There’s also a site called Cat Bounce and I’m sure you can guess what this site is about from the name or there’s also the Blue Ball Machine, which is oddly satisfying. Here are a couple others that I found:

Koalas to the Max (which has nothing to do with koala bears)

Random Colour

Dictionary of Obscure Sorrows

And there was a whole lot more. But frankly, the question I really want to know was who the heck made these sites? I mean really they are all just a waste of time!

I just can’t believe this is what has become the Internet now. Why would you need a site with just a random color or one that just has bouncing cats?

After seeing all those other useless and silly sites, you probably thought you hit rock bottom. But think again and check out this site.

If you need me, I’ll just be on Facebook looking at more pictures of cats in funny costumes.

By Noah Schmitt

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The Classiest Sports Around

Well the York Fair has come and gone and what a fair it was this year. I must say that it gets better every year, but my favorite thing has to be the horse-racing at the grandstands. This great sport, once one of the most popular and highly classy sports of the day, now in my opinion plays second-fiddle to sports like football and fuetbol (soccer). Actually more like third or maybe even fifth-fiddle. 

While maybe adults still appreciate it, most of the youth of today could care less for the highly esteemed sports of the day and we’re not just talking about horse-racing here. You could also consider Cricket, Polo, sharpshooting, boating, even dueling pistols (Granted, that one is not as popular now for good reasons)

The point is that these sports, which were so amazing in their own way, are now pushed aside by football, hockey, or baseball. Don’t get me wrong, I like baseball just as much as the next guy, but any of those old-time sports could blow away the “modern” ones with ease.

Lets take a look at polo for example. According to Encyclopedia Britannica, polo was first played in Persia (Iran) at dates given from the 6th century BC to the 1st century AD. Other authors give dates as early as the 5th century BC (or earlier). Its birthplace was Asia and authorities credit Persian Emperor Shapur II of the Sassanid dynasty of the 4th century who learned to play polo when he was seven years old. Naqsh-i Jahan Square is a polo field which was built by King Abbas I in the 17th century. Just the introduction sounds pretty awesome! Every country that plays polo has their own version of the game, making it a sport that really attracts individuality.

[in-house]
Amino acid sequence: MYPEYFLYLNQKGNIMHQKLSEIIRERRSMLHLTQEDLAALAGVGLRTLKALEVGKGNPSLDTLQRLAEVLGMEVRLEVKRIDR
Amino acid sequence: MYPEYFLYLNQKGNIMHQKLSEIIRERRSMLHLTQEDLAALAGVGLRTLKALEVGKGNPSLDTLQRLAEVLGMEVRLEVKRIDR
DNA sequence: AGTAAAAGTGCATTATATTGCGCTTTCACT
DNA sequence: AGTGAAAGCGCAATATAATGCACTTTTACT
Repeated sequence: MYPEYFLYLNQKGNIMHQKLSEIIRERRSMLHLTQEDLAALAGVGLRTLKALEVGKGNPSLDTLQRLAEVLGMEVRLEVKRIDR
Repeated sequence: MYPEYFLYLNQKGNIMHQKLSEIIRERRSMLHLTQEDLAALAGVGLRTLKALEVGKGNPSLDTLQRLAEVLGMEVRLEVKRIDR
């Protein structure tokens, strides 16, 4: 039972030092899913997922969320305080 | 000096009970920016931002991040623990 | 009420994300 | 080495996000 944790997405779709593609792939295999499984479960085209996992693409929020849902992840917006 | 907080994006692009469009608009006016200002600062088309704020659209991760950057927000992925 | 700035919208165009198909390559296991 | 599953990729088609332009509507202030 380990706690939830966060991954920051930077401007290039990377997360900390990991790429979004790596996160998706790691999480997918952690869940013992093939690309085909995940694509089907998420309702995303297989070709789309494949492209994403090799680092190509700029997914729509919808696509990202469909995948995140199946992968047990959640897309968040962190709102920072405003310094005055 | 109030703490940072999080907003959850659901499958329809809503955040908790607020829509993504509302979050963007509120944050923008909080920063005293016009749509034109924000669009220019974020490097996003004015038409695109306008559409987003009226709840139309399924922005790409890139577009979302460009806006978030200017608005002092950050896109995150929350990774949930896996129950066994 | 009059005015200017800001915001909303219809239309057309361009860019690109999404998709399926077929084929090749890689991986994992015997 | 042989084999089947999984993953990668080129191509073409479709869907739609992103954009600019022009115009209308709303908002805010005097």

Or look at Cricket. Cricket is a bat-and-ball game played between two teams of 11 players each on a field at the centre of which is a rectangular 22-yard long pitch. Each team takes its turn to bat, attempting to score runs, while the other team fields. Each turn is known as an innings. Sound a little familiar? It’s basically an early version of Baseball.

So if you ask me the sports of old are just as good as the sports of today or maybe even better.

By Noah Schmitt


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York County teens share their favorite songs

For many teenagers in the 21st century, music seems to be the centerpiece of their lives. It’s what they live and breathe; what gets them through the hard times and makes them even happier in the good times. Music has the unique capability to change a mood in seconds, and many people use that to their advantage.

The problem that sometimes comes into play when listening to music 24/7 is that dreaded nightmare of getting tired of your favorite song after listening to it for countless hours on repeat. If that happens enough, you might find yourself on one of those underground music sites with all the local bands that haven’t quite made it yet, or maybe you’ll be browsing Amazon or iTunes- BOTH of which contain free music sections.

Maybe that’s your thing: browsing through thousands of bands and millions of songs until you find that one perfect song. But wouldn’t it be so much easier if you had someone to…recommend music for  you?